Course options

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Course summary

An understanding of war, for good or ill, is of vital importance to our understanding of how states and societies have evolved. This unique Masters offers the opportunity to study the history, theory and practice of war and armed conflict in a wide range of aspects, from the Middle Ages to the present day, and from causes, course, to consequences. The programme is designed to offer breadth as well as specialism and will allow you to explore the history of war and armed conflict from a variety of perspectives. WHY THIS PROGRAMME

  • This Masters aims to challenge, educate and engage by exposing you to a wide range of ideas about war, armed conflict, and their impact. It is designed to broaden and deepen your understanding of the nature of war, and its place in history.
  • The Masters will introduce you to different conceptual and methodological approaches to the study of the history of war and armed conflict. You will learn about the foundations of the military sciences, and how to apply political, social and cultural perspectives to the study of war.
  • All our courses are designed to expose you to detailed research topics, source criticism and current debate, and are led by internationally acknowledged experts.
  • Our courses will also help you hone a range of practical, professional and intellectual skills that will prepare you for independent postgraduate research, enhance your employability, and benefit your career development..
  • You will be able to choose from courses that cover a broad chronological, geographical and thematic range.
  • The University of Glasgow is home to the Scottish Centre for War Studies, which is based within the subject of History in the School of Humanities but has affiliated members from a range of subject areas. You will be able to participate in regular research seminars on critical themes related to war and armed conflict as well as to related conferences.
  • The War Studies core course (60 credits)
  • Three optional courses (20 credits each)
  • Dissertation (60 credits)
Semester 1: September to December You will spend the first semester studying the programme core course. This course will examine some of the most important developments that have transformed the nature of warfare and armed conflict, focusing mostly but not exclusively, on the western world. Each week a different historical case study will highlight one important battle, broadly defined, which will then be examined from a variety of perspectives. In this manner, students will be introduced both to evolutions in the theory and practice of war and armed conflict as well as to conceptual approaches focusing more on the political, social and cultural afterlives of battles. Some of the key questions we aim to address in this course include: Why do battles matter (and do they matter)? What role, if any, do they play in the wider scheme of war and armed conflict? What can they tell us about the nature of warfare/armed conflict and how it has evolved? What has their long-term impact and legacy been? Why do we remember them the way we do and why do we remember some over others? Subject to availability and approval, you may enrol on one optional course in addition to the core course. Semester 2: January to March In the second semester, you will take three optional courses (two, if you chose to take one in semester 1), which delve in greater detail into a particular aspect of military, strategic, or international history. See course page for options Subject to availability and approval, one of your options may also be taken from a list of courses offered by colleagues in other subject areas such as Archaeology or Politics. Summer: April to September You will complete the programme by writing a 15,000 word dissertation based on your own research. This requires you to engage in original research. You will be guided by an expert supervisor in the field.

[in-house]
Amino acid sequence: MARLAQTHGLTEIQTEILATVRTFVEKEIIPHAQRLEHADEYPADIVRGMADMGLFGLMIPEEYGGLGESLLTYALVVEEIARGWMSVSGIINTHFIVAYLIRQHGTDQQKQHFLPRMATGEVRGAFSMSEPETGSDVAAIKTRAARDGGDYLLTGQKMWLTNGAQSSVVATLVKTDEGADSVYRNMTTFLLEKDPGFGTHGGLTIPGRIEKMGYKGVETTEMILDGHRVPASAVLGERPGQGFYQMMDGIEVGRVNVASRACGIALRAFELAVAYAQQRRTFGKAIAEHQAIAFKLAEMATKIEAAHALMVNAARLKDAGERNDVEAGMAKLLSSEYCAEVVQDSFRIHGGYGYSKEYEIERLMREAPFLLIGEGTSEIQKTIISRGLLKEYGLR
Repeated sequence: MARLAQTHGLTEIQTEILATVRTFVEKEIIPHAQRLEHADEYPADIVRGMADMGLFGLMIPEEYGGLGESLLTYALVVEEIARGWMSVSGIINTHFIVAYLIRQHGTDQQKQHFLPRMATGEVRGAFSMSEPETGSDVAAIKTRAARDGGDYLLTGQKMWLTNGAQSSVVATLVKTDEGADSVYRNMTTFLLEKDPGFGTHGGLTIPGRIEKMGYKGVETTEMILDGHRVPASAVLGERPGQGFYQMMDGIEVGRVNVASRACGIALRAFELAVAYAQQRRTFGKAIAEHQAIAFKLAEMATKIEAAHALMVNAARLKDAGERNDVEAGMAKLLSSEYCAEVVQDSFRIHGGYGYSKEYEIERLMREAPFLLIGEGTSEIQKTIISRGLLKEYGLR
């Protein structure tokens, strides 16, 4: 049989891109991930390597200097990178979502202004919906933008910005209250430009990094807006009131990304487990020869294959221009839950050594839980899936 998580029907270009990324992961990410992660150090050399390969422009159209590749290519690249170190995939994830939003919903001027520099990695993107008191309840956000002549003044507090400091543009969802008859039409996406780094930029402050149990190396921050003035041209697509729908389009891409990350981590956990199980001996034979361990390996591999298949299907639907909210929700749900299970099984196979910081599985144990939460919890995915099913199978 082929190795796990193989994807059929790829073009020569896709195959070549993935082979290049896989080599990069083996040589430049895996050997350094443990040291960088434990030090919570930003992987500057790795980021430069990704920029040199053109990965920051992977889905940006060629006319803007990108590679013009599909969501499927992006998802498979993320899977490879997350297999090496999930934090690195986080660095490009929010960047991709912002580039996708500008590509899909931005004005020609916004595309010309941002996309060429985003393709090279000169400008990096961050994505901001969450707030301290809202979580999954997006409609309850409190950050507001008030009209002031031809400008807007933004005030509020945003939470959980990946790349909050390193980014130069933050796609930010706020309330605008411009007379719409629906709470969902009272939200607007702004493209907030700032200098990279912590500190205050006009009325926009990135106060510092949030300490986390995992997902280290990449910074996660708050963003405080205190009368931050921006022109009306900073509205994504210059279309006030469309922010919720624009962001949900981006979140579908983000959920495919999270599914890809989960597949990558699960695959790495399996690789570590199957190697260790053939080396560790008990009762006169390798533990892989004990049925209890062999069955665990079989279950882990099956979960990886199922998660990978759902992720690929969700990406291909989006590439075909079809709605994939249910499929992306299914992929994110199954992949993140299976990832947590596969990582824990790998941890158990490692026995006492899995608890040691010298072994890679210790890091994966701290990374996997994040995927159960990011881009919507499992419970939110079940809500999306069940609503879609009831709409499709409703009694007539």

How to apply

International applicants

International applicant information can be found via by searching for 'international'. Classes start September 2021 and you may be expected to attend induction sessions the week before.

Entry requirements

Entry requirements for postgraduate taught programmes are a 2.1 Honours degree or equivalent qualification (for example, GPA 3.0 or above) in a relevant subject unless otherwise specified. You must also submit a brief statement (no longer than one page) outlining your interest in the programme. International students with academic qualifications below those required should contact our partner institution, Glasgow International College, who offer a range of pre-Masters courses.

Fees and funding

Tuition fees

No fee information has been provided for this course

Additional fee information

All fees are published on the University of Glasgow website.

Sponsorship information

Sponsorship and funding information can be found via by searching for 'scholarships'.

War Studies MSc at University of Glasgow - UCAS